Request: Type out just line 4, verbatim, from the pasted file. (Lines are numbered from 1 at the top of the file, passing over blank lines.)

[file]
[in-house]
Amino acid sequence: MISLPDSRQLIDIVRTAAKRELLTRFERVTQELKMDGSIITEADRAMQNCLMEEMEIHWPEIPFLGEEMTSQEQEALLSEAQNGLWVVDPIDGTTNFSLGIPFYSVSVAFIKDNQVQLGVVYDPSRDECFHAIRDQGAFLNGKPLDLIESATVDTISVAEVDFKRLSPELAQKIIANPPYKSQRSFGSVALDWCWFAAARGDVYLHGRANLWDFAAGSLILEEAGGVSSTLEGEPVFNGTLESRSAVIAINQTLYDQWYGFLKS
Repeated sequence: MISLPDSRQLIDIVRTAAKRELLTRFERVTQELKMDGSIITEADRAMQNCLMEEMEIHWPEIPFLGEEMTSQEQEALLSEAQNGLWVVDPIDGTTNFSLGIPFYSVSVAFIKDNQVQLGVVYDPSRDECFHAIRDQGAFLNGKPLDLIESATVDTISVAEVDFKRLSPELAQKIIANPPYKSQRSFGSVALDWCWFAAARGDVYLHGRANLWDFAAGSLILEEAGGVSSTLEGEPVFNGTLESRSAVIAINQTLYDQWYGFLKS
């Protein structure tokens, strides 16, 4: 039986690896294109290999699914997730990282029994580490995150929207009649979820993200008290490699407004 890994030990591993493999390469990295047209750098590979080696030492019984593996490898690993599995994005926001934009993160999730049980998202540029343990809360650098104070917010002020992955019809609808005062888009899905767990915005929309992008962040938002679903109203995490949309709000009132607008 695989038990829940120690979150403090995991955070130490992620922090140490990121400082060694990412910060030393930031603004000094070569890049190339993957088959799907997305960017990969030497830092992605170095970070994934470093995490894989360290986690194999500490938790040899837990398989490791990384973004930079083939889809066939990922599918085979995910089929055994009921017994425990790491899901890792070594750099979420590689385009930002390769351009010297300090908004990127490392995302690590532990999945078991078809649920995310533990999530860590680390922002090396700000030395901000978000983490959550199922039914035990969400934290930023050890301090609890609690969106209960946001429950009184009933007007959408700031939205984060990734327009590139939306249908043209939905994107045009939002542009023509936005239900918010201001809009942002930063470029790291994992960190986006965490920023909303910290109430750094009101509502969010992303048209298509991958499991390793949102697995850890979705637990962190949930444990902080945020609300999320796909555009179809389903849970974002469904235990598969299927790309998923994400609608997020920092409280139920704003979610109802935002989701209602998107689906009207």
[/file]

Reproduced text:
């Protein structure tokens, strides 16, 4: 039986690896294109290999699914997730990282029994580490995150929207009649979820993200008290490699407004 890994030990591993493999390469990295047209750098590979080696030492019984593996490898690993599995994005926001934009993160999730049980998202540029343990809360650098104070917010002020992955019809609808005062888009899905767990915005929309992008962040938002679903109203995490949309709000009132607008 695989038990829940120690979150403090995991955070130490992620922090140490990121400082060694990412910060030393930031603004000094070569890049190339993957088959799907997305960017990969030497830092992605170095970070994934470093995490894989360290986690194999500490938790040899837990398989490791990384973004930079083939889809066939990922599918085979995910089929055994009921017994425990790491899901890792070594750099979420590689385009930002390769351009010297300090908004990127490392995302690590532990999945078991078809649920995310533990999530860590680390922002090396700000030395901000978000983490959550199922039914035990969400934290930023050890301090609890609690969106209960946001429950009184009933007007959408700031939205984060990734327009590139939306249908043209939905994107045009939002542009023509936005239900918010201001809009942002930063470029790291994992960190986006965490920023909303910290109430750094009101509502969010992303048209298509991958499991390793949102697995850890979705637990962190949930444990902080945020609300999320796909555009179809389903849970974002469904235990598969299927790309998923994400609608997020920092409280139920704003979610109802935002989701209602998107689906009207």